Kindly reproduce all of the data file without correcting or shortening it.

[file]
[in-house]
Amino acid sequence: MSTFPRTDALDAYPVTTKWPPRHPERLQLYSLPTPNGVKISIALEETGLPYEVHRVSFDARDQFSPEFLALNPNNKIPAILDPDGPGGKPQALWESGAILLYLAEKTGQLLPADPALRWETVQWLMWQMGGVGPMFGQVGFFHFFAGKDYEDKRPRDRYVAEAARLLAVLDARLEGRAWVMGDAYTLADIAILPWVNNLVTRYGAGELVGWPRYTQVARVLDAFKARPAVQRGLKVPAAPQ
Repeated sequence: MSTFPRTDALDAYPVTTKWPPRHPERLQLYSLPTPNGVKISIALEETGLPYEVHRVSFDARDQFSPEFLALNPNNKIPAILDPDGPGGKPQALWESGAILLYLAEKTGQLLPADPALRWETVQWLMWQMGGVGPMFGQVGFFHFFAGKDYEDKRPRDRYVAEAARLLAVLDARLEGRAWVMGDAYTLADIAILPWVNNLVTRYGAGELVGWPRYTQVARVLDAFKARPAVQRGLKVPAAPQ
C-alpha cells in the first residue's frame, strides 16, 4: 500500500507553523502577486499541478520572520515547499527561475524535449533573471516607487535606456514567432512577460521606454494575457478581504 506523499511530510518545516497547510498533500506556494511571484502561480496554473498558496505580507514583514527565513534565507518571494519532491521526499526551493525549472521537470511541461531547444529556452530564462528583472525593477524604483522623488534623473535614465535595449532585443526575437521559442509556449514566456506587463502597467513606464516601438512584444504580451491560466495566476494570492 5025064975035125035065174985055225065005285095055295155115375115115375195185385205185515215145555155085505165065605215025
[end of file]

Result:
[in-house]
Amino acid sequence: MSTFPRTDALDAYPVTTKWPPRHPERLQLYSLPTPNGVKISIALEETGLPYEVHRVSFDARDQFSPEFLALNPNNKIPAILDPDGPGGKPQALWESGAILLYLAEKTGQLLPADPALRWETVQWLMWQMGGVGPMFGQVGFFHFFAGKDYEDKRPRDRYVAEAARLLAVLDARLEGRAWVMGDAYTLADIAILPWVNNLVTRYGAGELVGWPRYTQVARVLDAFKARPAVQRGLKVPAAPQ
Repeated sequence: MSTFPRTDALDAYPVTTKWPPRHPERLQLYSLPTPNGVKISIALEETGLPYEVHRVSFDARDQFSPEFLALNPNNKIPAILDPDGPGGKPQALWESGAILLYLAEKTGQLLPADPALRWETVQWLMWQMGGVGPMFGQVGFFHFFAGKDYEDKRPRDRYVAEAARLLAVLDARLEGRAWVMGDAYTLADIAILPWVNNLVTRYGAGELVGWPRYTQVARVLDAFKARPAVQRGLKVPAAPQ
C-alpha cells in the first residue's frame, strides 16, 4: 500500500507553523502577486499541478520572520515547499527561475524535449533573471516607487535606456514567432512577460521606454494575457478581504 506523499511530510518545516497547510498533500506556494511571484502561480496554473498558496505580507514583514527565513534565507518571494519532491521526499526551493525549472521537470511541461531547444529556452530564462528583472525593477524604483522623488534623473535614465535595449532585443526575437521559442509556449514566456506587463502597467513606464516601438512584444504580451491560466495566476494570492 5025064975035125035065174985055225065005285095055295155115375115115375195185385205185515215145555155085505165065605215025